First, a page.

Prosecutor: 547 drug cases in Marshall County in 2012
MARSHALL CO. — An increase in the popularity of synthetic marijuana has contributed to Marshall County spending more to test evidence picked up in drug arrests.
Prosecutor David Holmes told county commissioners Tuesday that 547 drug cases came through the county system in 2012. Evidence including drugs and paraphernalia in 182 cases were submitted to Great Lakes Laboratory in Valparaiso for testing.
County commissioners recently received what they called “a sticker shock” when they saw the 2013 contract with Great Lakes Laboratory. The price to test evidence was about double what the county had been paying — from $42,240 to $84,000 per year.
“I appreciate the expense that’s involved, but one of the things that’s really upped the number of cases is…synthetic marijuana,” said Holmes to commissioners. “With synthetic drugs, it’s difficult for us to even charge somebody without knowing what’s there. I’d say there are times the defendant doesn’t even know what they have…there’s a lot of bizarre stuff out there.”
Sheriff Tom Chamberlin added that his department does not have any way to field test synthetic marijuana.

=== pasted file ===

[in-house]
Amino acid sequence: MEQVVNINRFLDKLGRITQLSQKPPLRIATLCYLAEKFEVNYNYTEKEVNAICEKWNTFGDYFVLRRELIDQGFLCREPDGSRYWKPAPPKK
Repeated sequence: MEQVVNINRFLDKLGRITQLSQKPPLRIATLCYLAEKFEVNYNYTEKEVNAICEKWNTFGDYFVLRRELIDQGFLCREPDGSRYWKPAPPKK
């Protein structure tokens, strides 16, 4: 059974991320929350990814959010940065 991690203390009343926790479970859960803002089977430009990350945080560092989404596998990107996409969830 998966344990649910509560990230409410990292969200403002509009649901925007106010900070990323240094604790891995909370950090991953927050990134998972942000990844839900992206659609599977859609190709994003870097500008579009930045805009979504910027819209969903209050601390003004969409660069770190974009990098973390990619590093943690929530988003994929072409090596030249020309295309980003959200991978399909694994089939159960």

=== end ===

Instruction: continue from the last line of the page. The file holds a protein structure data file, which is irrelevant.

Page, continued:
According to a report from Great Lakes Laboratory, just 33 Marshall County drug cases were tested in 2010. That number jumped to 182 in 2012. This is the reason for the price increase, said Great Lakes representative Michelle Volk.
“Historically, Marshall County has always submitted between 35-50 cases (a year),” said Volk. “Since David Holmes took office as prosecutor, there’s been a increase. But it’s not just Marshall County. There have been increases in other counties too. Drugs aren’t going anywhere.”
Volk said that the average price to test a drug case is $400. That includes an average of five or six items in each case.
Holmes said that he had researched other lab options for the county, but they were all a great distance away.
“I have not seen any question about Great Lakes’ credibility,” added Holmes. “Our experience with them is that the credibility is there.”
Commissioner Kevin Overmyer commented, “Now I understand that we’ve increased your work.”
He referenced the county’s long-standing relationship with Great Lakes and noted that the company has not raised their rates for years.
Volk noted that in the 2013 contract between Great Lakes and Marshall County, there is a limit of 175 cases for the $84,000.
“Marshall County has never had a limit before, since the numbers were predictably low,” said Volk. “Every other county has had a limit.”
After further discussion, commissioners agreed to a new two-year contract with Great Lakes Laboratory (for 2013-14) at $84,000 per year.